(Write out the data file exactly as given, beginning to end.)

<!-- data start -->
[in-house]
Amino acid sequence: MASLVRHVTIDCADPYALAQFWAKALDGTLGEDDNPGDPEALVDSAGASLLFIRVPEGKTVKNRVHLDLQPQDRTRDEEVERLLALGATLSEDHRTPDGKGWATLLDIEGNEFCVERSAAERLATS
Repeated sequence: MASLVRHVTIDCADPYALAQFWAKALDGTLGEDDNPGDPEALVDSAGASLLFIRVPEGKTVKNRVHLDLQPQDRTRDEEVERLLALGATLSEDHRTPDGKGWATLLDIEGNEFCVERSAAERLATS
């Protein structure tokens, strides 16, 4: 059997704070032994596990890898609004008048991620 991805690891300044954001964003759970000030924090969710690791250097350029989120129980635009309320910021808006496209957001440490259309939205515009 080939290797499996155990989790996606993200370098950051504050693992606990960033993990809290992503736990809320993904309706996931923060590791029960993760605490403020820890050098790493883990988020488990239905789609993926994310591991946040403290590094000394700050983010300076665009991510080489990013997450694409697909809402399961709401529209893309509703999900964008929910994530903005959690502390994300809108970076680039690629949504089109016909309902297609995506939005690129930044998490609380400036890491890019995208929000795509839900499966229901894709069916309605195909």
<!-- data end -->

[in-house]
Amino acid sequence: MASLVRHVTIDCADPYALAQFWAKALDGTLGEDDNPGDPEALVDSAGASLLFIRVPEGKTVKNRVHLDLQPQDRTRDEEVERLLALGATLSEDHRTPDGKGWATLLDIEGNEFCVERSAAERLATS
Repeated sequence: MASLVRHVTIDCADPYALAQFWAKALDGTLGEDDNPGDPEALVDSAGASLLFIRVPEGKTVKNRVHLDLQPQDRTRDEEVERLLALGATLSEDHRTPDGKGWATLLDIEGNEFCVERSAAERLATS
């Protein structure tokens, strides 16, 4: 059997704070032994596990890898609004008048991620 991805690891300044954001964003759970000030924090969710690791250097350029989120129980635009309320910021808006496209957001440490259309939205515009 080939290797499996155990989790996606993200370098950051504050693992606990960033993990809290992503736990809320993904309706996931923060590791029960993760605490403020820890050098790493883990988020488990239905789609993926994310591991946040403290590094000394700050983010300076665009991510080489990013997450694409697909809402399961709401529209893309509703999900964008929910994530903005959690502390994300809108970076680039690629949504089109016909309902297609995506939005690129930044998490609380400036890491890019995208929000795509839900499966229901894709069916309605195909």